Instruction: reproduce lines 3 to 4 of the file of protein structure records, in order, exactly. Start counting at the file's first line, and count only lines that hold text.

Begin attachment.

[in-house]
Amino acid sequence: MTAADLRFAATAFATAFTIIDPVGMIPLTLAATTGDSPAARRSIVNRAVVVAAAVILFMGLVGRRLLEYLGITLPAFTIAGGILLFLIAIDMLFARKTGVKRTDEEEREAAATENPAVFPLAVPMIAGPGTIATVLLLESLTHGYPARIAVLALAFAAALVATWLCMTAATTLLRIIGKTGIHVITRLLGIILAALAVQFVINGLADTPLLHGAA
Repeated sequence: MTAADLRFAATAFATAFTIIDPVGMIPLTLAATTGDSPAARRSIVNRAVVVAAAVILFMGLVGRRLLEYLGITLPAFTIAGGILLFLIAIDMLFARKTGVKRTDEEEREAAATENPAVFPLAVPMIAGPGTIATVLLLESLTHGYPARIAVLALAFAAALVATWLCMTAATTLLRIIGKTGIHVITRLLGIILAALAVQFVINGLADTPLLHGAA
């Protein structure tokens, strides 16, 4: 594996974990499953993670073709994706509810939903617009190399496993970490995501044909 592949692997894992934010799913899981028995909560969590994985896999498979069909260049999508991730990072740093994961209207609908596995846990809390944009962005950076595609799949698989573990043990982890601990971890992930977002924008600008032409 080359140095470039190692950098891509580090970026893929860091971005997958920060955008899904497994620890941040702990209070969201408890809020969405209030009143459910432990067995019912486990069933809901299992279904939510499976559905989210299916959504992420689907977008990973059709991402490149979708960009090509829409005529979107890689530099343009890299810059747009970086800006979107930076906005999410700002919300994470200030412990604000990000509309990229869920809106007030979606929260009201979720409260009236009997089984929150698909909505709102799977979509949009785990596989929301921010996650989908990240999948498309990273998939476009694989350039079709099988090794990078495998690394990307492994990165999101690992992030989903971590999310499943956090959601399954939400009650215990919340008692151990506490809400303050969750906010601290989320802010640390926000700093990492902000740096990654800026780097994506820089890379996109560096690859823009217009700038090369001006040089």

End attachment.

Repeated sequence: MTAADLRFAATAFATAFTIIDPVGMIPLTLAATTGDSPAARRSIVNRAVVVAAAVILFMGLVGRRLLEYLGITLPAFTIAGGILLFLIAIDMLFARKTGVKRTDEEEREAAATENPAVFPLAVPMIAGPGTIATVLLLESLTHGYPARIAVLALAFAAALVATWLCMTAATTLLRIIGKTGIHVITRLLGIILAALAVQFVINGLADTPLLHGAA
């Protein structure tokens, strides 16, 4: 594996974990499953993670073709994706509810939903617009190399496993970490995501044909 592949692997894992934010799913899981028995909560969590994985896999498979069909260049999508991730990072740093994961209207609908596995846990809390944009962005950076595609799949698989573990043990982890601990971890992930977002924008600008032409 080359140095470039190692950098891509580090970026893929860091971005997958920060955008899904497994620890941040702990209070969201408890809020969405209030009143459910432990067995019912486990069933809901299992279904939510499976559905989210299916959504992420689907977008990973059709991402490149979708960009090509829409005529979107890689530099343009890299810059747009970086800006979107930076906005999410700002919300994470200030412990604000990000509309990229869920809106007030979606929260009201979720409260009236009997089984929150698909909505709102799977979509949009785990596989929301921010996650989908990240999948498309990273998939476009694989350039079709099988090794990078495998690394990307492994990165999101690992992030989903971590999310499943956090959601399954939400009650215990919340008692151990506490809400303050969750906010601290989320802010640390926000700093990492902000740096990654800026780097994506820089890379996109560096690859823009217009700038090369001006040089």